- 10.5g of sucrose, but no aspartame in the regular and (sugar)
- 0g of sucrose and a miniscule amount of aspartame in the diet variety (aspartame)
If you do the math you can easily calculate that the regular Irn Bru provided an additional energy intake of 4×10.5g/day x 4kcal/g = 168kcal/day and a total of 4704kcal if we take the whole 4-week study period. According to the faulty rule of thumb that informs us that 1lbs of fat would equal 3,500kcal (learn why this is *bs*), the women in the “regular” Irn Bru group (sugar) should end up with “exactly” (*rofl*) 672g of additional fat on their hips.
Sugar doesn’t make you fat and artificial sweeteners seem to hamper weight loss!?
I guess (or hope) that you will not really have expected to see those 672 extra grams of fat on the hips of Reid’s, subjects at the end of the study. Still, most of you will probably have expected that the ladies did gain weight, right? Much to my own surprise, this was not the case: In fact, the vast majority of the ladies missed the predicted weight gain by more than 1kg (1.72 (SD 0.47) kg).
Now, being part of a study like this certainly is a confounding factor that could precipitate to conscious energy restriction. If this was the reason the ladies didn’t gain weight, though, the women in the aspartame group would actually have had to lose a significant amount of weight.
|It’s not like the lean or overweight women did not gain any weight at all.|
This is not “sugar induced weight loss”! If you look at the graphs from the previous studies (left) in which Reid et al. did not use the “compared to expected weight gain” trick, it’s obvious that only the lean women got away without weight gain. In the overweight and obese women, there was a small, but due to the large outliers statistically non-significant increase in body weight.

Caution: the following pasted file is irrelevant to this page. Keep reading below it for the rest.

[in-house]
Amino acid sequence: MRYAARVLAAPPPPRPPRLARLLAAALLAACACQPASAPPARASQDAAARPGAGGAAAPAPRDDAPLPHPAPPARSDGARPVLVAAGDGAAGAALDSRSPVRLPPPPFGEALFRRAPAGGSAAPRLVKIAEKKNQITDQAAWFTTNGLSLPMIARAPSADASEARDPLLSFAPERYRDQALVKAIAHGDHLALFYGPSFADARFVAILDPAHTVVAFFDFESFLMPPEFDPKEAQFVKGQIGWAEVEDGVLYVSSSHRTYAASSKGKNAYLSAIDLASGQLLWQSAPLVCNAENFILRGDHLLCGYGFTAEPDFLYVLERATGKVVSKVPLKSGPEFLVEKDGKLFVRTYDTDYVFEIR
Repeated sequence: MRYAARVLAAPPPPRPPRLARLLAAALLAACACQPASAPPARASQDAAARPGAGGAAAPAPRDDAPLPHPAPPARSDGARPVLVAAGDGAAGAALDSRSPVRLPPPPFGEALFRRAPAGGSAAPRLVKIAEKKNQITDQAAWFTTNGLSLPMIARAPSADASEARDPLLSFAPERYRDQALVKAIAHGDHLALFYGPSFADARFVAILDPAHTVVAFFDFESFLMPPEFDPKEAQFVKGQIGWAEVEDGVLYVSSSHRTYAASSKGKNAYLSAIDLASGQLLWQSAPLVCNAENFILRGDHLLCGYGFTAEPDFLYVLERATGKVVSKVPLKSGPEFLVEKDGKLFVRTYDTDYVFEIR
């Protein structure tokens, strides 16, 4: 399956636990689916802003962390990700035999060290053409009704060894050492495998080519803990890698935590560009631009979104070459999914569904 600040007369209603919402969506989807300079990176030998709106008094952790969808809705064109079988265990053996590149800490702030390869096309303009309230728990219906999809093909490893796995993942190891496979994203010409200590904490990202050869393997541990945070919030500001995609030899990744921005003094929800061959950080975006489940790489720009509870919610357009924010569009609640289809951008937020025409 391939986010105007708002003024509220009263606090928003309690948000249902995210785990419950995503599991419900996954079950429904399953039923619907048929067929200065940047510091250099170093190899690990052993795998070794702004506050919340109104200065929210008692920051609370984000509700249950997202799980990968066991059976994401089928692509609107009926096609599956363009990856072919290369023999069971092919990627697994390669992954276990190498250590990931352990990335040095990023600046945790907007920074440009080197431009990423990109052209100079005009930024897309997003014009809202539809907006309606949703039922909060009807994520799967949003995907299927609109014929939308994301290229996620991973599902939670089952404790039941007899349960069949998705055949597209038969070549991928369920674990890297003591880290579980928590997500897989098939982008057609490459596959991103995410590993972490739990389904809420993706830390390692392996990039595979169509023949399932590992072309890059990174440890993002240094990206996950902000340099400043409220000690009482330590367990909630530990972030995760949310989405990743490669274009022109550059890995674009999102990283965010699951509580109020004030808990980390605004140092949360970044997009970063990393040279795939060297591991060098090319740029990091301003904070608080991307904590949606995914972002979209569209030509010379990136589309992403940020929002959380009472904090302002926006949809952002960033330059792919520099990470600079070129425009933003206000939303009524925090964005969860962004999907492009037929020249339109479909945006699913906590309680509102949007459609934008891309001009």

I mean, you would certainly expect the women in the placebo group to take the same measure to make sure the potentially sugary (remember this is a randomized, blinded study) brew they were drinking would not end up on their hips.
A brief glance at the total energy intake in Figure 1 appears to confirm that: The women in the aspartame group did also reduce their energy intake. Due to significant differences among the study participants this did however not lead to a net change in body weight. From a statistical perspective, this means that the body weight of “Mrs. Average” did not change – neither in response to the sugar- nor in the aspartame sweetened drinks.
- Reid M, Hammersley R, Hill AJ, Skidmore P. Long-term dietary compensation for added sugar: effects of supplementary sucrose drinks over a 4-week period. Br J Nutr. 2007 Jan;97(1):193-203.
- Reid M, Hammersley R, Duffy M. Effects of sucrose drinks on macronutrient intake, body weight, and mood state in overweight women over 4 weeks. Appetite. 2010 Aug;55(1):130-6.
- Reid M, Hammersley R, Duffy M, Ballantyne C. Effects on obese women of the sugar sucrose added to the diet over 28 d: a quasi-randomised, single-blind, controlled trial. Br J Nutr. 2013 Oct 29:1-8. [Epub ahead of print]